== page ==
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How can we arrest the rise in white-collar crime in Australia’s property industry?

Several preventative measures can be taken to reduce the impact of fraudulent property industry behaviour on consumers. AAP/Dan Peled

How can we arrest the rise in white-collar crime in Australia’s property industry?

Several preventative measures can be taken to reduce the impact of fraudulent property industry behaviour on consumers. AAP/Dan Peled

Consumers lose out when a real estate agent acts fraudulently. This includes actions such as false and misleading advertising, deceptive conduct and misappropriation of trust funds.

So what is behind the increase in white-collar crime and fraudulent behaviour? And are there are any preventative measures that could be implemented to reduce the impact on consumers?

The scale of the problem

There are various property agency laws and codes of ethics that set out appropriate standards of behaviour for property agents.

In New South Wales, occupational licensing for property agents and certificates of registration are mandatory if working in the property industry. Occupational licensing for this category is managed under the auspices of individual state and territory Fair Trading offices.

My research concluded that education plays a pivotal role, coupled with industry experience, in combating white-collar crime in the property industry.

From 2003, the NSW regulator diminished the existing higher educational requirements and abolished the need for industry experience. This has been followed by significant increases in consumer and trader complaints in real-estate transactions.

These complaints include non-disclosure of a vested interest, misrepresentation, unethical conduct and fraud.

The table above indicates an increase in complaints from 1756 to 3754 in a decade.

In 2012-13 Fair Trading reported only 1,444 complaints, which represented a decrease of 17.77%. However, there does appear to be an anomaly with the following year, which reported an increase of 113.78%. Therefore, it is possible that the complaints for 2012-13 could have been partly accounted for in the following financial year – hence the disparity.

If this is the situation, then an average calculation would indicate that complaints increased in 2012-13 and 2013-14 by an average of 48% for each year. This appears more in line with trends during the earlier years.

My 2013 study identified ten randomly selected court cases from 2010 to 2013 that related to trust accounting fraud. Of these, five cases disclosed the amounts misappropriated – which totalled A$2,107,261.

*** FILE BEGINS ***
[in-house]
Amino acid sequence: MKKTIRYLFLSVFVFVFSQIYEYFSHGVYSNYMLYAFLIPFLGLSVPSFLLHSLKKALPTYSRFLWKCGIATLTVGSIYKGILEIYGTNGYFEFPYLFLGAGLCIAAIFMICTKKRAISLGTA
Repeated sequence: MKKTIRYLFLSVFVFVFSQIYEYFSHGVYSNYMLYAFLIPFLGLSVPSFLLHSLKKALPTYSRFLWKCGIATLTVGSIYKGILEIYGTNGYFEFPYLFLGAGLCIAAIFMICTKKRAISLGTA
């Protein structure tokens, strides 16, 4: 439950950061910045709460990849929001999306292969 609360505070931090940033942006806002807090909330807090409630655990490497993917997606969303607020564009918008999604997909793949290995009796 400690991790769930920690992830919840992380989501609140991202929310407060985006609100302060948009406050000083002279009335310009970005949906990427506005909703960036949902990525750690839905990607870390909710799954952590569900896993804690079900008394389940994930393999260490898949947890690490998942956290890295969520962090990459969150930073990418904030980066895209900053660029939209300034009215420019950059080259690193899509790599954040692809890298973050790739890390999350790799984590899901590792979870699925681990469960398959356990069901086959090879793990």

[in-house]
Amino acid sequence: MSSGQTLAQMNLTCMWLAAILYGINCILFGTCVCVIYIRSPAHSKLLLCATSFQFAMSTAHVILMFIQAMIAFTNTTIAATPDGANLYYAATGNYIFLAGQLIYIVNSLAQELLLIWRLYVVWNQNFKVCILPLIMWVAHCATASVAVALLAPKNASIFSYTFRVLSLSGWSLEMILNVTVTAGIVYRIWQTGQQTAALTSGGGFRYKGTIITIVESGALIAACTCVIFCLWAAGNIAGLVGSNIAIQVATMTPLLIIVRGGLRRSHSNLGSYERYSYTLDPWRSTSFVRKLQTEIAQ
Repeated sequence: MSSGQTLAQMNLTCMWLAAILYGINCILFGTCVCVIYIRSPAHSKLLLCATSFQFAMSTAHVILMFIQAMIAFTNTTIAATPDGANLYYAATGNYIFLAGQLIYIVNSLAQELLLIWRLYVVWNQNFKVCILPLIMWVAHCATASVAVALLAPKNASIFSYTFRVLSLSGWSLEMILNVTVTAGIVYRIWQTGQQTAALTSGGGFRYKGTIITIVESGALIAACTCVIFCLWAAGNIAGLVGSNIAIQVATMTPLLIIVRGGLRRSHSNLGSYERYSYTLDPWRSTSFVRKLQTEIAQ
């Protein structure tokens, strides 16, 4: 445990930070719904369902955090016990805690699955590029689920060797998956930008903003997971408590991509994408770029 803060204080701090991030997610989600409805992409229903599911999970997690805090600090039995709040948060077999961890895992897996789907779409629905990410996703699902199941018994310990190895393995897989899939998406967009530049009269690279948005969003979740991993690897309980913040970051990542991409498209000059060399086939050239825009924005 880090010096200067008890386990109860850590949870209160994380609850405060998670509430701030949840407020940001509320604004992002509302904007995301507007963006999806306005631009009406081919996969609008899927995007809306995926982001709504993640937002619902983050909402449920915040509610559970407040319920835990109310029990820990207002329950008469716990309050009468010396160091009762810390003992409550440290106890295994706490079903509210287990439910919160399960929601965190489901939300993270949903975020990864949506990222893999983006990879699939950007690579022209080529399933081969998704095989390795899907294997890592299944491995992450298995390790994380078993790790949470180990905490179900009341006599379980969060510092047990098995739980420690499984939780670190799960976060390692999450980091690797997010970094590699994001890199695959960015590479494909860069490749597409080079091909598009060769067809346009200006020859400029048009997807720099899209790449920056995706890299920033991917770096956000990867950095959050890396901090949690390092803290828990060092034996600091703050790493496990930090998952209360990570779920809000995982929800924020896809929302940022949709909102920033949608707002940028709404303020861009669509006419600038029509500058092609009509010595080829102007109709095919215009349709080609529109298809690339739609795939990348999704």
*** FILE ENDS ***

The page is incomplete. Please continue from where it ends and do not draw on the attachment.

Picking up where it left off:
I undertook further research on five court cases that occurred during the 2013-14 financial year. The misappropriation of trust funds ranged from $813,936.00 to $1,434,111.43. The penalties ranged from jail sentences, extending from a bond for good behaviour to 18 months’ imprisonment, to disqualification from holding a licence or certificate and working in the property industry.

The way forward

Consumer complaints and trust accounting fraud continue to increase. Over the last decade, the property industry has continuously lobbied the regulator for an improvement in the educational requirements for the certificate of registration and licence categories.

My research developed a model of occupational corruption. Based on this, it recommends the following preventative measures be implemented:

  1. A major overview of the educational course curriculum and associated mandated qualifications. All certificate of registration holders should complete a Certificate IV qualification. All licensed holders should complete a diploma qualification, both within the property services training package and the relevant category of employment.

  2. An increase in the mandated units and training hours required before starting work in the property industry. The previous industry experience of a minimum of two years should be reintroduced.

  3. A points system where agents must submit their business and personal financial details to Fair Trading in order to obtain or renew their property licence. This will identify the agents whose businesses are not trading profitably and who might be considered high risk in trust accounting ethics and processes. The issuing of the licence should be linked back to obtaining a nominated minimum point score that reflects the financial viability of the licence holder or business.

  4. An interview system, where agents applying for their licence are required to undertake an oral examination. In Australia, the Australian Property Institute and the Royal Institution of Chartered Surveyors have for decades successfully applied this method of assessment to the valuation profession.